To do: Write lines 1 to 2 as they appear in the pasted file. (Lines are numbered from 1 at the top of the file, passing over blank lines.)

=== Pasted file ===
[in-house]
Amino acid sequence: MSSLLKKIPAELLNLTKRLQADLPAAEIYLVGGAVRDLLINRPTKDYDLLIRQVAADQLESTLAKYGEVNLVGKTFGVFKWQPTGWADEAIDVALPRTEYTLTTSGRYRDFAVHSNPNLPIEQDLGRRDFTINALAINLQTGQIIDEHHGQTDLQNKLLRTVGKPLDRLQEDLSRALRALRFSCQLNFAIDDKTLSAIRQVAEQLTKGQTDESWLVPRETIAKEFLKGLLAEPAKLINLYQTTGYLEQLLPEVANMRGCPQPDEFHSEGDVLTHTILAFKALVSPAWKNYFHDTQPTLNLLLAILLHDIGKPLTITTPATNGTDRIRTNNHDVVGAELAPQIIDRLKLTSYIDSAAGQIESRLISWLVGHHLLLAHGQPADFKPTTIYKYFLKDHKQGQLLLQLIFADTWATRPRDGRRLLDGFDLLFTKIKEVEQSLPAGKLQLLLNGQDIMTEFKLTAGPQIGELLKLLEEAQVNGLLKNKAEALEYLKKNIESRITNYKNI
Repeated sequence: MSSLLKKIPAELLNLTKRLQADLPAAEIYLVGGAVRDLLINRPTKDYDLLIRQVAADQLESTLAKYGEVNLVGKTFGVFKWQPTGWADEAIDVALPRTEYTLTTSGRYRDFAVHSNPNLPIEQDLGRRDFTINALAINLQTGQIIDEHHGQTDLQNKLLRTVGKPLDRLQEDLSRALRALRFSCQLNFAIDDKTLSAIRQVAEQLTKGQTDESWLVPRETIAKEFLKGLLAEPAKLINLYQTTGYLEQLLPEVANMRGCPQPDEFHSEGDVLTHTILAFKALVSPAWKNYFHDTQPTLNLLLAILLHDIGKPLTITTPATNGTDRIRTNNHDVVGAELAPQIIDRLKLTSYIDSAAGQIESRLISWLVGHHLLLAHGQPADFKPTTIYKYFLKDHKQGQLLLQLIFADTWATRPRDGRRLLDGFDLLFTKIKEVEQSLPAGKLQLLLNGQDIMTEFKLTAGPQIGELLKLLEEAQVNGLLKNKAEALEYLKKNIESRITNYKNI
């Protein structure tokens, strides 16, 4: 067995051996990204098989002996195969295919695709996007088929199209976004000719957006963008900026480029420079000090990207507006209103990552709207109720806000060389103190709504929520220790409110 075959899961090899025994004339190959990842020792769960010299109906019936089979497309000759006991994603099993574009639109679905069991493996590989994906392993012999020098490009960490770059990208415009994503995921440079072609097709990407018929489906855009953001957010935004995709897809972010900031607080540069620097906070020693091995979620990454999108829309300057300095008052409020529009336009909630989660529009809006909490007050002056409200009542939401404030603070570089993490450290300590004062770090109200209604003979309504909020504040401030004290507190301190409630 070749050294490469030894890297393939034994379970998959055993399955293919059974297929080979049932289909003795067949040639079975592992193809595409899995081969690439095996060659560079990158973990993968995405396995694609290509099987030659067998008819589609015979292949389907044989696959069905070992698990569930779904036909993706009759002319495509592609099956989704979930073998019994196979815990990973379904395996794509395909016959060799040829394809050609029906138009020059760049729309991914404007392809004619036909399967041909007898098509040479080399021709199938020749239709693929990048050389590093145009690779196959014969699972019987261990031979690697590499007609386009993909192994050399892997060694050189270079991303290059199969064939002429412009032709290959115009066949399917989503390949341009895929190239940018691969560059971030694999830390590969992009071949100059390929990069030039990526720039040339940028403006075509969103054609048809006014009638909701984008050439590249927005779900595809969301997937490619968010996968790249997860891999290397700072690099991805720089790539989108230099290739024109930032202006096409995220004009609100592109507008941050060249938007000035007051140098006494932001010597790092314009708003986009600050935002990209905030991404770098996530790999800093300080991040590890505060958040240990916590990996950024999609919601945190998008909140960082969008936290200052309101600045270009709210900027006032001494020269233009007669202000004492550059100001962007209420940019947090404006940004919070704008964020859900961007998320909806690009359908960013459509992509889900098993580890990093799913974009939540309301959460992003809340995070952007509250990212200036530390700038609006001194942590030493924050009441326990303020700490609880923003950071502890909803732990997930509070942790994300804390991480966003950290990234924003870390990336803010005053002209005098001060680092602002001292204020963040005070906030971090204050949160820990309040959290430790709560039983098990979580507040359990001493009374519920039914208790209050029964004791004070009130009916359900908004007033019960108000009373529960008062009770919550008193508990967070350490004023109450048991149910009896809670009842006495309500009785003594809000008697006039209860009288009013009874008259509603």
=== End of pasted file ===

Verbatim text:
[in-house]
Amino acid sequence: MSSLLKKIPAELLNLTKRLQADLPAAEIYLVGGAVRDLLINRPTKDYDLLIRQVAADQLESTLAKYGEVNLVGKTFGVFKWQPTGWADEAIDVALPRTEYTLTTSGRYRDFAVHSNPNLPIEQDLGRRDFTINALAINLQTGQIIDEHHGQTDLQNKLLRTVGKPLDRLQEDLSRALRALRFSCQLNFAIDDKTLSAIRQVAEQLTKGQTDESWLVPRETIAKEFLKGLLAEPAKLINLYQTTGYLEQLLPEVANMRGCPQPDEFHSEGDVLTHTILAFKALVSPAWKNYFHDTQPTLNLLLAILLHDIGKPLTITTPATNGTDRIRTNNHDVVGAELAPQIIDRLKLTSYIDSAAGQIESRLISWLVGHHLLLAHGQPADFKPTTIYKYFLKDHKQGQLLLQLIFADTWATRPRDGRRLLDGFDLLFTKIKEVEQSLPAGKLQLLLNGQDIMTEFKLTAGPQIGELLKLLEEAQVNGLLKNKAEALEYLKKNIESRITNYKNI